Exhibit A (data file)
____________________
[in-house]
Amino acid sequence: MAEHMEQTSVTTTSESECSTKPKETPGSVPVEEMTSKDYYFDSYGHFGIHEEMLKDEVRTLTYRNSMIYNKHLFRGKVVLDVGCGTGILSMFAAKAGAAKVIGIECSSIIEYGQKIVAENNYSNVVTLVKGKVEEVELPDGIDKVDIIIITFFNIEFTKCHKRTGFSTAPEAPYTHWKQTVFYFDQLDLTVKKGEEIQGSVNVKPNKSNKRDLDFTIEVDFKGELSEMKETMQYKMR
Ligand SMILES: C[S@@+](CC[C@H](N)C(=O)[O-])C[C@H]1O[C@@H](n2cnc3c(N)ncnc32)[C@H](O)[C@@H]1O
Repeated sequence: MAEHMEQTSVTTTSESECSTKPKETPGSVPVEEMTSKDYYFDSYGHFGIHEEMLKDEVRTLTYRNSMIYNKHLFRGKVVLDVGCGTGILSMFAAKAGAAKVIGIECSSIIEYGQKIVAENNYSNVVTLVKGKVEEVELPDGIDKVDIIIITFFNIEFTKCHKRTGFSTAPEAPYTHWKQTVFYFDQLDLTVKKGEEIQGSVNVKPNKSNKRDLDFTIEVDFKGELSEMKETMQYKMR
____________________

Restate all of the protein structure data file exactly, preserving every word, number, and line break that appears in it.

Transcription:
[in-house]
Amino acid sequence: MAEHMEQTSVTTTSESECSTKPKETPGSVPVEEMTSKDYYFDSYGHFGIHEEMLKDEVRTLTYRNSMIYNKHLFRGKVVLDVGCGTGILSMFAAKAGAAKVIGIECSSIIEYGQKIVAENNYSNVVTLVKGKVEEVELPDGIDKVDIIIITFFNIEFTKCHKRTGFSTAPEAPYTHWKQTVFYFDQLDLTVKKGEEIQGSVNVKPNKSNKRDLDFTIEVDFKGELSEMKETMQYKMR
Ligand SMILES: C[S@@+](CC[C@H](N)C(=O)[O-])C[C@H]1O[C@@H](n2cnc3c(N)ncnc32)[C@H](O)[C@@H]1O
Repeated sequence: MAEHMEQTSVTTTSESECSTKPKETPGSVPVEEMTSKDYYFDSYGHFGIHEEMLKDEVRTLTYRNSMIYNKHLFRGKVVLDVGCGTGILSMFAAKAGAAKVIGIECSSIIEYGQKIVAENNYSNVVTLVKGKVEEVELPDGIDKVDIIIITFFNIEFTKCHKRTGFSTAPEAPYTHWKQTVFYFDQLDLTVKKGEEIQGSVNVKPNKSNKRDLDFTIEVDFKGELSEMKETMQYKMR